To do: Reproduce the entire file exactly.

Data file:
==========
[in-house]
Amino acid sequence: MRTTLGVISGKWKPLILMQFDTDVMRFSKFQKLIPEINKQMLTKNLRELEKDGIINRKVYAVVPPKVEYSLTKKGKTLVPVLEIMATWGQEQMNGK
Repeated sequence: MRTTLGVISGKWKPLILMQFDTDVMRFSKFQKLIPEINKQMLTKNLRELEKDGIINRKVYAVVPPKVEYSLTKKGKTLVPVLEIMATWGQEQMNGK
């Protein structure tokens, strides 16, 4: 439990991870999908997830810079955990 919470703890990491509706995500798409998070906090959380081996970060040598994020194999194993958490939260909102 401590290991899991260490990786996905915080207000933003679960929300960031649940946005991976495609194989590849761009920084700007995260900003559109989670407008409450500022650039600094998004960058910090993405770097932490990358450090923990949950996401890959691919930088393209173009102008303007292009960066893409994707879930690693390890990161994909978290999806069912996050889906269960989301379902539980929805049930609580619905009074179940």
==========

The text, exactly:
[in-house]
Amino acid sequence: MRTTLGVISGKWKPLILMQFDTDVMRFSKFQKLIPEINKQMLTKNLRELEKDGIINRKVYAVVPPKVEYSLTKKGKTLVPVLEIMATWGQEQMNGK
Repeated sequence: MRTTLGVISGKWKPLILMQFDTDVMRFSKFQKLIPEINKQMLTKNLRELEKDGIINRKVYAVVPPKVEYSLTKKGKTLVPVLEIMATWGQEQMNGK
């Protein structure tokens, strides 16, 4: 439990991870999908997830810079955990 919470703890990491509706995500798409998070906090959380081996970060040598994020194999194993958490939260909102 401590290991899991260490990786996905915080207000933003679960929300960031649940946005991976495609194989590849761009920084700007995260900003559109989670407008409450500022650039600094998004960058910090993405770097932490990358450090923990949950996401890959691919930088393209173009102008303007292009960066893409994707879930690693390890990161994909978290999806069912996050889906269960989301379902539980929805049930609580619905009074179940």